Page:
President Obama wants to make a decision by the end of this week whether or not to expand his war against ISIS into Syria, report Josh Rogin and Eli Lake. However, nobody knows yet how we can do it, or what will happen next.
Specialops.org (Elite Magazine for Elite Warriors) reports:
“Members of the Islamic State of Iraq and the Levant, or ISIS, were trained in 2012 by U.S. instructors working at a secret base in Jordan, according to informed Jordanian officials. The officials said dozens of ISIS members were trained at the time as part of covert aid to the insurgents targeting the regime of Syrian President Bashar al-Assad in Syria. The officials said the training was not meant to be used for any future campaign in Iraq.
The Jordanian officials said all ISIS members who received U.S. training to fight in Syria were first vetted for any links to extremist groups like al-Qaida.”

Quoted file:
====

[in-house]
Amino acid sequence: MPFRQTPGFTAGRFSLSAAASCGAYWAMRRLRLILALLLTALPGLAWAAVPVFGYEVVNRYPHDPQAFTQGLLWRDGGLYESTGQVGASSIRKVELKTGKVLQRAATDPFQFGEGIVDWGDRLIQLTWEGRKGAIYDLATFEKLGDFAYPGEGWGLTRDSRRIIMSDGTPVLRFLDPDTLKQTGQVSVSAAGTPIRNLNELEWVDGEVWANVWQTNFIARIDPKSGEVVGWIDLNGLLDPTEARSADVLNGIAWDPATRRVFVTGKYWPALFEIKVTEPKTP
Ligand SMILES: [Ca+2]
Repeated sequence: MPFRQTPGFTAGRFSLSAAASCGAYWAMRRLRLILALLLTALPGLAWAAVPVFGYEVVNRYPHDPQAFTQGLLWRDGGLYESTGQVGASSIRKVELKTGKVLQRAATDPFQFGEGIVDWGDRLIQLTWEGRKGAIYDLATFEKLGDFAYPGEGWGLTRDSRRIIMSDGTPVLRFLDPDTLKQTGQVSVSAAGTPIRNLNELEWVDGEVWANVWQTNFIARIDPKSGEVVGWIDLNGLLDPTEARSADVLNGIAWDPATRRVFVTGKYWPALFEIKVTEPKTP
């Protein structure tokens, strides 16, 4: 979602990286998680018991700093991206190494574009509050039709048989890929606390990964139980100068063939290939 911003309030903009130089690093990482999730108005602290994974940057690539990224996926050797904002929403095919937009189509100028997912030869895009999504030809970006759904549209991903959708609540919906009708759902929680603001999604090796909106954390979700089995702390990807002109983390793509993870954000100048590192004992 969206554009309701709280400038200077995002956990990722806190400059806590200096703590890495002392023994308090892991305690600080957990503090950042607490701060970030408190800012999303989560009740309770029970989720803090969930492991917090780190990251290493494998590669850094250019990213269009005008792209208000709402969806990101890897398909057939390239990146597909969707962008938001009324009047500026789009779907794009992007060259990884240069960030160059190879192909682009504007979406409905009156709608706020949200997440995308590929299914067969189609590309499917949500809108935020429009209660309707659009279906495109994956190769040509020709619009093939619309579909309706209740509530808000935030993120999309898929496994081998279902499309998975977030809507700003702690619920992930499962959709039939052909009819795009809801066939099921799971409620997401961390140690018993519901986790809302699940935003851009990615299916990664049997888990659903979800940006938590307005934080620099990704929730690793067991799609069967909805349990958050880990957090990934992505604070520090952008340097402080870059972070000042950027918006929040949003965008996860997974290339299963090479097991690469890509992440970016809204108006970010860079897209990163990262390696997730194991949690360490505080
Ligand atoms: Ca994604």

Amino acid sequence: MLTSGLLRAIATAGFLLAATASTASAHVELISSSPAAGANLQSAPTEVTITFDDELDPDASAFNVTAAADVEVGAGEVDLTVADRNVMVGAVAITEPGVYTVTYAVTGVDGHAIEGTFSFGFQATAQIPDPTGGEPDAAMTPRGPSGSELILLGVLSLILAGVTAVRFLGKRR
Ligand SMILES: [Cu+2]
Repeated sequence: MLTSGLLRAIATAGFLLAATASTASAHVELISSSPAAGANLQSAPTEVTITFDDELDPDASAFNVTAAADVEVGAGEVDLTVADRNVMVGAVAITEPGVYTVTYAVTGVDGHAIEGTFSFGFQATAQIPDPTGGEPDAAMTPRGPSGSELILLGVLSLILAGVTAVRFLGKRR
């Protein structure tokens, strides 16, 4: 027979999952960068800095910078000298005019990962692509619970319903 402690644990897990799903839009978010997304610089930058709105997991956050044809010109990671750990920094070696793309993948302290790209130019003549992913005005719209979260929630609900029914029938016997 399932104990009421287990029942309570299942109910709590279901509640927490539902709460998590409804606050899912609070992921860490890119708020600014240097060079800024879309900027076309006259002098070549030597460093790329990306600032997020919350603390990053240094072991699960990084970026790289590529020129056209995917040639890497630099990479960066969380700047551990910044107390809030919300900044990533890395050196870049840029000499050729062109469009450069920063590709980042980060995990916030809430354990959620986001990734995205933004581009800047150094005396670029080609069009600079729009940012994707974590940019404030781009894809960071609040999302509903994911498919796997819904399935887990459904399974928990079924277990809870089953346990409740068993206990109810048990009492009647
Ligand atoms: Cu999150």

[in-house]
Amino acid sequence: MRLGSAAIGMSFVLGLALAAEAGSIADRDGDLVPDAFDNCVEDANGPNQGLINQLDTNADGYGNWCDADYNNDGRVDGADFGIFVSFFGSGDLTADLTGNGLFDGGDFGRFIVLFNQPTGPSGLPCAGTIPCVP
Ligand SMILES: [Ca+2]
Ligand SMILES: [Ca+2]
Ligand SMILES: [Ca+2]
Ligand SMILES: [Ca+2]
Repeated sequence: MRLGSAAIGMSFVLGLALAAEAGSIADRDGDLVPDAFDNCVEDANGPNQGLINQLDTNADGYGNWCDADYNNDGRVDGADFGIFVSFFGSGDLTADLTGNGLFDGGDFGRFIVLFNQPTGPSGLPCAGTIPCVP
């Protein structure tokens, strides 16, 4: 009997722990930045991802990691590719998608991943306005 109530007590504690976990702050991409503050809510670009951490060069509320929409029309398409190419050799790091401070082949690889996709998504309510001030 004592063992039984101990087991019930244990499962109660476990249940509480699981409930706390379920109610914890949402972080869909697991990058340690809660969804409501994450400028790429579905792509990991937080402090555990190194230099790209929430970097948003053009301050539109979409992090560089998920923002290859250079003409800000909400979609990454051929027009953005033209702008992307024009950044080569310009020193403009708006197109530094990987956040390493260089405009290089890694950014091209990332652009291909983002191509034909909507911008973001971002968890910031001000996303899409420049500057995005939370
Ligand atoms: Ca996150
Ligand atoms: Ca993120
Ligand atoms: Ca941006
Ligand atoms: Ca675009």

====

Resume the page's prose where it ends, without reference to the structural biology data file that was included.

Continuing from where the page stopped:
Now, there are reports that the CIA is forming new hit squads to use ISIS tactics against ISIS with an ISIS-like assassination offensive, to “cut off the head of the snake.” (Sounds like beheading doesn’t it?) Shh!
Sounds like we are headed back to the dark side with killings, torture, renditions, secret sites etc. Will that long awaited CIA report now be seen as a manual for more of the same?
The last time the US organized assassination teams in Iraq, it didn’t work out that well. And guess who else was involved? (Israel trains US assassination squads in Iraq http://www.theguardian.com/world/2003/dec/09/iraq.israel):